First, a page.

Characterization of peripheral satellite glial cells and their effects on axon regrowth following injury in a zebrafish developmental model

Author: ORCID icon
Brown, Robin Isadora, Biology - Graduate School of Arts and Sciences, University of Virginia
Kucenas, Sarah, AS-Biology (BIOL), University of Virginia

During embryonic development, migratory neural crest cells give rise to the
vast majority of neurons and glia in the peripheral nervous system (PNS). Among these differentiated cell types are specialized glia known as satellite glial cells (SGCs). SGCs distinctively ensheathe the cell bodies of neurons in PNS ganglia, including dorsal root ganglia (DRG) which house sensory neurons responsible for the sensations of temperature, touch, and pain. SGCs perform critical functions within the DRG such as supporting neuronal homeostasis, regulating molecular composition of the extracellular environment, and relaying key intercellular signaling pathways. Given the intimacy between SGCs and sensory neurons, much work has sought to characterize how SGCs may amplify or attenuate the emergence of peripheral pain disorders. However, our knowledge of this system is primarily limited by the biological constraints of adult mammal and cell culture models. Consequently, we know very little about SGCs, how they respond to different injury modalities during development, and how these responses influence axonal regrowth. In this dissertation, I use larval zebrafish (Danio rerio) to study SGC function in vivo within DRGs. I will first introduce a review of the morphological and molecular characteristics of SGCs throughout the PNS and their responses to neuronal damage. I then present a novel transgenic system for the study of SGCs and other peripheral glia throughout zebrafish development. I then demonstrate how the early SGC response to DRG central branch ablation impairs successful axon regrowth. This work fills gaps in our understanding of neuron-glia interactions and SGC functionality, laying the foundation for a new model to investigate glial-based mechanisms of peripheral neuron damage, dysfunction, and disease.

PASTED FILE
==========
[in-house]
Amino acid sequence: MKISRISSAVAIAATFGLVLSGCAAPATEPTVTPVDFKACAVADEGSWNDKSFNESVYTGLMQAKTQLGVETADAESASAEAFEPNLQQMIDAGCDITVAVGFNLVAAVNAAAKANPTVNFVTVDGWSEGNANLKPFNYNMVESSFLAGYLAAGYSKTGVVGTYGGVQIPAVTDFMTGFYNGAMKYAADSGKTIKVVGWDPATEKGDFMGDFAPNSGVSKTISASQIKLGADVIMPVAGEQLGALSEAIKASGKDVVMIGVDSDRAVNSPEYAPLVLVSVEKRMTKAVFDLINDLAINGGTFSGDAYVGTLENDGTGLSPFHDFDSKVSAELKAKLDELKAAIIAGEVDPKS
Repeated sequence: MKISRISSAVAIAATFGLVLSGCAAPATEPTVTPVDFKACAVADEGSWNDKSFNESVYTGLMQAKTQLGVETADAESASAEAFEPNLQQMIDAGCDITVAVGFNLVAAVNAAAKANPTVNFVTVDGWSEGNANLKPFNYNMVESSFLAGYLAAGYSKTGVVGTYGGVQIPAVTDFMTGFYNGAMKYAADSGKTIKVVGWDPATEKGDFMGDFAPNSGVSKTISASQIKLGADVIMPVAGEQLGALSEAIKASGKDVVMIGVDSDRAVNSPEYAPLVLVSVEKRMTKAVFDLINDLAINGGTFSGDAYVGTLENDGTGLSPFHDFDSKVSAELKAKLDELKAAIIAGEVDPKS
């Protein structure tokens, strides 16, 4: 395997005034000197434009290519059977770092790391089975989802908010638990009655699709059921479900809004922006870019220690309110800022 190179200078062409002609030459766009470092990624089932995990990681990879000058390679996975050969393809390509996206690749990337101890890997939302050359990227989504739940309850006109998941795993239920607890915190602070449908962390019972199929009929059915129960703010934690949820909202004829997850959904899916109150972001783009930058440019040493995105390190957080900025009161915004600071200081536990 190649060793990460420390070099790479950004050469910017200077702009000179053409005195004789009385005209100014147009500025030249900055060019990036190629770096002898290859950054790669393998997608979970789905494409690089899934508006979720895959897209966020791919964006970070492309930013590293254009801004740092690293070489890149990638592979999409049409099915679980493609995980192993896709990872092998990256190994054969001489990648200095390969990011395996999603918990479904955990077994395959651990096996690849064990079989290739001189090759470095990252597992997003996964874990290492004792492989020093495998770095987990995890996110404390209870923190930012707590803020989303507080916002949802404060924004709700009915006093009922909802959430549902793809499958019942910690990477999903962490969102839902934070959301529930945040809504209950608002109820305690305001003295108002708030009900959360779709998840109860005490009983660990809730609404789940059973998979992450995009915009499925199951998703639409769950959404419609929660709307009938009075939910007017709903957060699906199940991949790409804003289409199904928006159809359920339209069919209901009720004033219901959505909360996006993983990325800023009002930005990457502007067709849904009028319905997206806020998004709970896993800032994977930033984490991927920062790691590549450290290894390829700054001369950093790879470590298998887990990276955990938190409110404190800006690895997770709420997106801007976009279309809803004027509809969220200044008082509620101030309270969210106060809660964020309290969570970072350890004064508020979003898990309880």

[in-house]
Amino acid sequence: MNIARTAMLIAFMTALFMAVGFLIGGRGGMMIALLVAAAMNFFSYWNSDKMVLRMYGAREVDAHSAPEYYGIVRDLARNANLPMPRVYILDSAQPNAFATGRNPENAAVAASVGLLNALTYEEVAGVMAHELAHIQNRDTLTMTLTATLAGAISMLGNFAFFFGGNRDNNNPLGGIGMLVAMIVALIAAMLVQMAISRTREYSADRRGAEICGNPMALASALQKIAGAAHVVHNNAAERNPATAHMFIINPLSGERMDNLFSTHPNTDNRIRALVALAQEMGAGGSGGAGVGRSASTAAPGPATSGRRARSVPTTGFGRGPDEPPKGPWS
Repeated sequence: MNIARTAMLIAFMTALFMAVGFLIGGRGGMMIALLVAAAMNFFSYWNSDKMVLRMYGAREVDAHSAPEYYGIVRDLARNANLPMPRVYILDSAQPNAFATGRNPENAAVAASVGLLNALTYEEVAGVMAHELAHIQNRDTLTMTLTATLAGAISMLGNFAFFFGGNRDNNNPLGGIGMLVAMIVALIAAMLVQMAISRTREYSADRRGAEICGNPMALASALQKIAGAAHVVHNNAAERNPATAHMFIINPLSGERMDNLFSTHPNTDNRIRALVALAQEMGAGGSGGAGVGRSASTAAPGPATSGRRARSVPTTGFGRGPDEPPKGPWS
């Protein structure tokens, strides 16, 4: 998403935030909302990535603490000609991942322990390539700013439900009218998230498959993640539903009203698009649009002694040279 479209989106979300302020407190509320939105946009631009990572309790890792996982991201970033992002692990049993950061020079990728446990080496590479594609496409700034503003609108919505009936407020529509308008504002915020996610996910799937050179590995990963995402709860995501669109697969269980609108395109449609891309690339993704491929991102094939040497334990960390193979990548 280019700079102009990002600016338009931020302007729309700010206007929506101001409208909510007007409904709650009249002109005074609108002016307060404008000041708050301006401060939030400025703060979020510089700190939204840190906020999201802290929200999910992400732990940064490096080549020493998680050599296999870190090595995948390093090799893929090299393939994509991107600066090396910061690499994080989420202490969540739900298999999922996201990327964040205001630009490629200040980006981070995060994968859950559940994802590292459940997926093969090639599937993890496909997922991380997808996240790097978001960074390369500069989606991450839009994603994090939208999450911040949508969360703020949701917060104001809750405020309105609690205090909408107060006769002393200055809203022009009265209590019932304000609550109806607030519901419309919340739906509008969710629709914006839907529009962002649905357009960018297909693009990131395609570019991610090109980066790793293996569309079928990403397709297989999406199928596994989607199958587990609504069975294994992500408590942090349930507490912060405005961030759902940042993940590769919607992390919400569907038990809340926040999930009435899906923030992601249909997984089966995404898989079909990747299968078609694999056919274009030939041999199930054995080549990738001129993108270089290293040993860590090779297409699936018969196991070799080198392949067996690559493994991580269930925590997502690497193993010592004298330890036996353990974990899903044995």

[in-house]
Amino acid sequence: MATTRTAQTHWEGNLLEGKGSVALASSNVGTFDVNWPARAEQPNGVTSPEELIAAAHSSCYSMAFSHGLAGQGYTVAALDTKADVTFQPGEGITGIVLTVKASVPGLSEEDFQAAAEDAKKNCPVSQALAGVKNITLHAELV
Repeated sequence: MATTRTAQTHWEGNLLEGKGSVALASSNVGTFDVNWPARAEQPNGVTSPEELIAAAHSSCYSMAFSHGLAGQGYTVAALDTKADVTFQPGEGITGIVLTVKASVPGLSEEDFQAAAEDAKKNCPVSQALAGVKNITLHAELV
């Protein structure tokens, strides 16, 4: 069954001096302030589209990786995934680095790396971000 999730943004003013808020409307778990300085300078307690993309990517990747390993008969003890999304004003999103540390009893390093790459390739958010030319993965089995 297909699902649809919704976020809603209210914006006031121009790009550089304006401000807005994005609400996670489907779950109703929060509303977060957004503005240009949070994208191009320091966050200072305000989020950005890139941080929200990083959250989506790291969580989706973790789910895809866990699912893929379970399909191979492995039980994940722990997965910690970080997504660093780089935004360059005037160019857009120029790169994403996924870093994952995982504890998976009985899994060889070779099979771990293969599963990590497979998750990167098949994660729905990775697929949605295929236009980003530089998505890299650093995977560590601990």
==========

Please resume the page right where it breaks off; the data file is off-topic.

PHD (Doctor of Philosophy)
satellite glia, zebrafish, peripheral nervous system, dorsal root ganglion, neuronal repair
Issued Date: